Lawyer charged in relation to spying on Manitoba judge


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An Alberta lawyer has been charged with obstruction-of-justice offences nearly a year and a half after he admitted to hiring a private investigator to spy on a Manitoba judge.

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An Alberta lawyer has been charged with obstruction-of-justice offences nearly a year and a half after he admitted to hiring a private investigator to spy on a Manitoba judge.

John Carpay, founder of the Calgary-based Justice Centre for Constitutional Freedoms, turned himself in to Calgary police on Dec. 30 after he was informed about a warrant being issued for his arrest, the centre says in an online statement.

Gerard Kennedy, assistant professor at the University of Manitoba’s faculty of law, said he has never seen a case in which a lawyer faced criminal consequences for their actions within a legal proceeding.

“It probably is not unprecedented, but it is exceptionally rare,” Kennedy said.

“I think it goes to the seriousness of what Mr. Carpay is alleged to have done. Having said that, proving that he intended to obstruct justice beyond a reasonable doubt will be challenging. So, I am very curious what the entirety of the police and Crown’s case is.”

On Monday, the Winnipeg Police Service confirmed Carpay, 55, has been charged with intimidation of a justice system participant and attempting to obstruct justice in relation to a plan to track Manitoba Court of King’s Bench Chief Justice Glenn Joyal. The intent was to see if Joyal obeyed provincial public-health orders while he presided over a high-profile legal challenge that sought to have the orders declared unconstitutional.

The police service hasn’t said when the warrant for Carpay’s arrest was issued and didn’t respond to Free Press questions Monday.

The investigation, which was started by officers in the major crimes unit in July 2021, remains ongoing.

In its statement, the Justice Centre for Constitutional Freedoms described the charges as “unexpected and without explanation.”

The centre said it “is deeply disappointed by the decision of Winnipeg police to lay a criminal charge for events that took place more than 18 months ago and that are already being dealt with appropriately. It is doubly disappointing that it was decided that these actions should take place during the holiday season when Mr. Carpay is spending time with his family.

“Oddly, Mr. Carpay’s sole bail condition states that he cannot contact Chief Justice Joyal, an individual that Mr. Carpay has not had any communication with apart from the apologies that he issued in 2021,” the centre stated.

Carpay, who founded the libertarian-focused justice centre in 2010, apologized to Joyal during a special court hearing held virtually in July 2021 after the judge discovered he was being followed.

The justice centre had backed a constitutional challenge launched in Manitoba on behalf of seven churches that were protesting COVID-19 public-health restrictions.

Carpay admitted he hired private investigators to track Joyal and unnamed senior Manitoba politicians to see if they were defying the orders.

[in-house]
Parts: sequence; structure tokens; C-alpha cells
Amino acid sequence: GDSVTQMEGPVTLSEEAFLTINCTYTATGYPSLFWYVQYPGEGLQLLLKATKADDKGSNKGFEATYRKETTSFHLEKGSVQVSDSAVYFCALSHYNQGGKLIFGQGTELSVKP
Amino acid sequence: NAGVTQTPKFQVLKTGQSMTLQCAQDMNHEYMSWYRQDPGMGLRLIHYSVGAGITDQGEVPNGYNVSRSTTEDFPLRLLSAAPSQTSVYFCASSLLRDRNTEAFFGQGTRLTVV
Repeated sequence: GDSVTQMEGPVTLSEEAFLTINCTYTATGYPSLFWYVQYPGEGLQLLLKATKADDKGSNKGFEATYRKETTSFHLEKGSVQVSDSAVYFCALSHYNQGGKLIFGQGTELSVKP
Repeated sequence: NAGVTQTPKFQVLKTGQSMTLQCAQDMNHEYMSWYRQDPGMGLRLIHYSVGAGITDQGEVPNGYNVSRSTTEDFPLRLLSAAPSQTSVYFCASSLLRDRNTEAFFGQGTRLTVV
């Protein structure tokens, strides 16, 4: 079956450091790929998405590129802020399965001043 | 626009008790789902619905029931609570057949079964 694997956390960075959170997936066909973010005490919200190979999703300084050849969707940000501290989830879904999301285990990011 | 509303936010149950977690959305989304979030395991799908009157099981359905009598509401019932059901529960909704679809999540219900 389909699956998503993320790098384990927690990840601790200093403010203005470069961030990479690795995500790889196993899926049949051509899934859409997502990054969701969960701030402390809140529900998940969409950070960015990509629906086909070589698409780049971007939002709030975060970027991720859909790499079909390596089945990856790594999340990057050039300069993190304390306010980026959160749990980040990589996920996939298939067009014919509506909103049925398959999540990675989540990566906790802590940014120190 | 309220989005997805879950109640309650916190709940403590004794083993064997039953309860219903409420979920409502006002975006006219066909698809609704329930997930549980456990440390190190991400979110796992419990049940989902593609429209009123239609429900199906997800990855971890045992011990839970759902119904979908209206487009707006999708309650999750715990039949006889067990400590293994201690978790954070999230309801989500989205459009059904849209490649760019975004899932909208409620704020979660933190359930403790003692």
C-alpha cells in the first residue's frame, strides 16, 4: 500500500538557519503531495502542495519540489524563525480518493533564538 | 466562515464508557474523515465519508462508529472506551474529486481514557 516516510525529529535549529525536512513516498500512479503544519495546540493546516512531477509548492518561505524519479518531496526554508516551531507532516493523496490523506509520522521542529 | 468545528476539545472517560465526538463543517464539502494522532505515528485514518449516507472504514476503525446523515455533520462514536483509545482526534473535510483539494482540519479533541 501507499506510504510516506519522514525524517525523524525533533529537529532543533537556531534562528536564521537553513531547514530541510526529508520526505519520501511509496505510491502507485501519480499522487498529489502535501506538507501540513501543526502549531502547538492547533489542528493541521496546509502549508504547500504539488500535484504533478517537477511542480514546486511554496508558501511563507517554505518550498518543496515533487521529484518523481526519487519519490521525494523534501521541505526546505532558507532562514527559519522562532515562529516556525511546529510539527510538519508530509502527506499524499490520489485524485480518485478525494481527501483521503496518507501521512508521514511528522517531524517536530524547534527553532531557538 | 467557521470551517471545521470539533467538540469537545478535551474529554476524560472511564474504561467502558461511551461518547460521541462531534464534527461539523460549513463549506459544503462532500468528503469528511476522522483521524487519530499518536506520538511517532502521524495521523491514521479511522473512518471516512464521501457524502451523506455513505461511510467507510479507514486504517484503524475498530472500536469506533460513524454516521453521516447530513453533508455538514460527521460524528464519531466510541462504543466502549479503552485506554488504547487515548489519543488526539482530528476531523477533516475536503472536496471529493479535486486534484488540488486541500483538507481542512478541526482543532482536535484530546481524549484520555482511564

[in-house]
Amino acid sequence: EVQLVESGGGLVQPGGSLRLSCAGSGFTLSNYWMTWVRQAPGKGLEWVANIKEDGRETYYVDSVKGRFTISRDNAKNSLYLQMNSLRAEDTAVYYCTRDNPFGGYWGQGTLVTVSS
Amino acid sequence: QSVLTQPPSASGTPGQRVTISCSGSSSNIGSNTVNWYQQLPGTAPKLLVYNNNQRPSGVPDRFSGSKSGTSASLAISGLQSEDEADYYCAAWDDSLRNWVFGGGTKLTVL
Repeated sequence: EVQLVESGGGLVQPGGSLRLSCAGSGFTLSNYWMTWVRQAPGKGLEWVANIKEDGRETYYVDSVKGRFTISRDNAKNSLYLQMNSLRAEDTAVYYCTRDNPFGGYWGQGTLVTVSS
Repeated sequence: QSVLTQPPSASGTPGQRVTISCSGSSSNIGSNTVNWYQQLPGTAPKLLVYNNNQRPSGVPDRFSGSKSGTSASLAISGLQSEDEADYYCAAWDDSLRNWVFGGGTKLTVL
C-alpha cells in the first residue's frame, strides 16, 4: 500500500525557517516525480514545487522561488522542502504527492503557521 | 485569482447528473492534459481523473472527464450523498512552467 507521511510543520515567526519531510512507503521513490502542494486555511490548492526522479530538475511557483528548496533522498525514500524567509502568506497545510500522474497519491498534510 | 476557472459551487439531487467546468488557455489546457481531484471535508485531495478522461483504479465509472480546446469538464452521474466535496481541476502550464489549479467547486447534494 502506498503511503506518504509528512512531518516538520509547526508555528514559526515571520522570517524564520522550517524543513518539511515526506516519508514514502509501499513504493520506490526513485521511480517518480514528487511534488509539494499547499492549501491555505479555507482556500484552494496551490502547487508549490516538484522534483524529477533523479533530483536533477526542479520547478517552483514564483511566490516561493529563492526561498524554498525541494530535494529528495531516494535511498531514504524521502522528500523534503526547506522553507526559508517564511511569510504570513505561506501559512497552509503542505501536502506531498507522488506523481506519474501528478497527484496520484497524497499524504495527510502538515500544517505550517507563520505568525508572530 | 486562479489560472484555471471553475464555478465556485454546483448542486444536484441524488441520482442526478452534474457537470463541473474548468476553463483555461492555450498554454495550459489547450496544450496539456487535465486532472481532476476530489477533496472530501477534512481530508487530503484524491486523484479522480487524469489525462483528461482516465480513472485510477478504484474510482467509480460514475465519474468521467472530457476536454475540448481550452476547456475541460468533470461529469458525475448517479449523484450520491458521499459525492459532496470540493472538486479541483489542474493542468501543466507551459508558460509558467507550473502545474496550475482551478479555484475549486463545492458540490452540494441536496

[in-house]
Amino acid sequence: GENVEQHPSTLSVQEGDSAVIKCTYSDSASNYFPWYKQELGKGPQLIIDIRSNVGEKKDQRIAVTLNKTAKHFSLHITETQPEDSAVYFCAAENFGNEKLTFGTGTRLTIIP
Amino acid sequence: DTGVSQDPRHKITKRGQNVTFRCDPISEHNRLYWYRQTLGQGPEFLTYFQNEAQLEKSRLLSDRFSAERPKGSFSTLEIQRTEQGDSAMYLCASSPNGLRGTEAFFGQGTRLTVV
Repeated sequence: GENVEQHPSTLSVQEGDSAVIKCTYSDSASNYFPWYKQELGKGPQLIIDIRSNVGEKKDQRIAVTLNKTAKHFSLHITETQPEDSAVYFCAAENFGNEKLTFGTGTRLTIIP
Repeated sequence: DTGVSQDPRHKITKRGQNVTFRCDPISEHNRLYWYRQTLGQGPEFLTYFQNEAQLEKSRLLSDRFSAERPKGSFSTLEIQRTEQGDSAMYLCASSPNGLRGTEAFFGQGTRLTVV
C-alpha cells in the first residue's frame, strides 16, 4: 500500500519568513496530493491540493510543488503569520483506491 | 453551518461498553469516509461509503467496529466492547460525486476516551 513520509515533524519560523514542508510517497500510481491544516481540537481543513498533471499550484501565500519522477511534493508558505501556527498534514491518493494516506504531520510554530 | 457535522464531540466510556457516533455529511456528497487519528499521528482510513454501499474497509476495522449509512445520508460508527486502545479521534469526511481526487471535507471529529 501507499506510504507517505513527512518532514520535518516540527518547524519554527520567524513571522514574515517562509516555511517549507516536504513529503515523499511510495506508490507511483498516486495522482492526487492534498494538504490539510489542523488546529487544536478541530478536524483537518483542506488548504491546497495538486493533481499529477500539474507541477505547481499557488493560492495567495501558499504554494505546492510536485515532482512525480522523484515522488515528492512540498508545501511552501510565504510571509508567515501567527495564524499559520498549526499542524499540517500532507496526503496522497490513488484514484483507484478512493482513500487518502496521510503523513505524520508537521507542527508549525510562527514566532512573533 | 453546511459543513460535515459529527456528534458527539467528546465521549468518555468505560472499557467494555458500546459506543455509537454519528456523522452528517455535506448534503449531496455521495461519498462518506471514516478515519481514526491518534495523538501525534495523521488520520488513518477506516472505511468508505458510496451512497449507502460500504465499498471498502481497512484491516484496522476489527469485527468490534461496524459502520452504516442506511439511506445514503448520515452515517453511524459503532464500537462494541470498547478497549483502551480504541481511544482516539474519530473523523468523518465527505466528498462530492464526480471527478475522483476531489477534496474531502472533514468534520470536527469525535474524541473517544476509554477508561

The churches wanted the court to strike down orders, which they argued unfairly limited religious freedom by banning or restricting in-person services, to prevent transmission of the virus.

Joyal rejected the churches’ arguments, and the case was appealed to the Manitoba Court of Appeal. The appeal court reserved its decision on Dec. 13, 2022.

The timing of that appeal may explain why criminal charges were laid now, nearly 18 months later, said Kennedy.

The executive assistant to the chief justice issued an email statement Monday: “The Manitoba Court of King’s Bench is aware that charges have been recently laid against a lawyer from Alberta. The charges arise from an investigation by the Winnipeg Police Service into the alleged and what would be an unprecedented surveillance of a sitting judge of this court while he was presiding in a constitutional challenge to a number of COVID-19 public health restrictions. While there are clear institutional interests and administration of justice concerns that arise in a case such as this, these issues will play out in the ordinary course of an impartial adjudication that may result from those charges. To that end… there will be no further comment on this matter.”

Carpay is licensed to practise law in Alberta, and he was investigated by the law societies in Alberta and Manitoba.

A professional misconduct hearing for Carpay and Jay Cameron, another lawyer for the justice centre, is set to take place Feb. 8 to 10 in relation to the hiring of a private investigator.

Ottawa lawyer Richard Warman filed misconduct complaints against Carpay and Cameron following the revelations in Manitoba court in July 2021. The complaints flagged potential grounds for criminal charges, and Warman has continued to follow misconduct allegations involving lawyers who work for the justice Centre.

On Monday, Warman said he’s not surprised by the charges, but is still shocked by the case.

“The idea that a lawyer would think it was acceptable, in any universe, that they should go and hire a private investigator to stalk the chief justice when they’re appearing before him — even if they weren’t appearing before him…. I think it would shock any member of the public. If you’re a lawyer and you think that’s OK, you’ve got serious problems with your ethics,” Warman said.

Katie May

Katie May

Katie May is a general-assignment reporter for the Free Press.


Updated on Monday, January 2, 2023 9:12 PM CST: Adds statement from the executive assistant to the chief justice

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